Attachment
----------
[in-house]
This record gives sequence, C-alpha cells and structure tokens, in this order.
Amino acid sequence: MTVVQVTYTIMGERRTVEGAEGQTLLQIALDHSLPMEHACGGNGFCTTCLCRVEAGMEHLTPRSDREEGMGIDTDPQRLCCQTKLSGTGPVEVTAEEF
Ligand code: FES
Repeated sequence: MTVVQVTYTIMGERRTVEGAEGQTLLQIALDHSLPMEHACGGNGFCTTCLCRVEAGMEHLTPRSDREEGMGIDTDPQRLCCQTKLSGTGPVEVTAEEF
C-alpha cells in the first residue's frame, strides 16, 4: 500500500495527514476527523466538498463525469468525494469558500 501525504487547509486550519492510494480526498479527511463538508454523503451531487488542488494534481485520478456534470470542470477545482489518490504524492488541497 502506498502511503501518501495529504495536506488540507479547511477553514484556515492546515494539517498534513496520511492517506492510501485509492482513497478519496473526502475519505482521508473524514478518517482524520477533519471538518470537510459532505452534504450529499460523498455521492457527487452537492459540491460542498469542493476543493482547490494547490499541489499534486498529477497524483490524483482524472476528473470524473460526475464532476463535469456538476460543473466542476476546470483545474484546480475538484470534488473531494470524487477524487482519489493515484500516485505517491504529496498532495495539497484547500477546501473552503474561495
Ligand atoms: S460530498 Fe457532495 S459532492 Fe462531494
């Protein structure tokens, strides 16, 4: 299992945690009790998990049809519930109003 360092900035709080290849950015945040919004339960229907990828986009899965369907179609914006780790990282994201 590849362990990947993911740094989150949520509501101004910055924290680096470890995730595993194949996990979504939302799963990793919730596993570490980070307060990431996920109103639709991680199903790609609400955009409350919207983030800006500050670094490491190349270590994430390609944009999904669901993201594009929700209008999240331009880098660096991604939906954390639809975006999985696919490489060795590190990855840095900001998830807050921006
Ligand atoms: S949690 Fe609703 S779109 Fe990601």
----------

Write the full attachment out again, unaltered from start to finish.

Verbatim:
[in-house]
This record gives sequence, C-alpha cells and structure tokens, in this order.
Amino acid sequence: MTVVQVTYTIMGERRTVEGAEGQTLLQIALDHSLPMEHACGGNGFCTTCLCRVEAGMEHLTPRSDREEGMGIDTDPQRLCCQTKLSGTGPVEVTAEEF
Ligand code: FES
Repeated sequence: MTVVQVTYTIMGERRTVEGAEGQTLLQIALDHSLPMEHACGGNGFCTTCLCRVEAGMEHLTPRSDREEGMGIDTDPQRLCCQTKLSGTGPVEVTAEEF
C-alpha cells in the first residue's frame, strides 16, 4: 500500500495527514476527523466538498463525469468525494469558500 501525504487547509486550519492510494480526498479527511463538508454523503451531487488542488494534481485520478456534470470542470477545482489518490504524492488541497 502506498502511503501518501495529504495536506488540507479547511477553514484556515492546515494539517498534513496520511492517506492510501485509492482513497478519496473526502475519505482521508473524514478518517482524520477533519471538518470537510459532505452534504450529499460523498455521492457527487452537492459540491460542498469542493476543493482547490494547490499541489499534486498529477497524483490524483482524472476528473470524473460526475464532476463535469456538476460543473466542476476546470483545474484546480475538484470534488473531494470524487477524487482519489493515484500516485505517491504529496498532495495539497484547500477546501473552503474561495
Ligand atoms: S460530498 Fe457532495 S459532492 Fe462531494
């Protein structure tokens, strides 16, 4: 299992945690009790998990049809519930109003 360092900035709080290849950015945040919004339960229907990828986009899965369907179609914006780790990282994201 590849362990990947993911740094989150949520509501101004910055924290680096470890995730595993194949996990979504939302799963990793919730596993570490980070307060990431996920109103639709991680199903790609609400955009409350919207983030800006500050670094490491190349270590994430390609944009999904669901993201594009929700209008999240331009880098660096991604939906954390639809975006999985696919490489060795590190990855840095900001998830807050921006
Ligand atoms: S949690 Fe609703 S779109 Fe990601």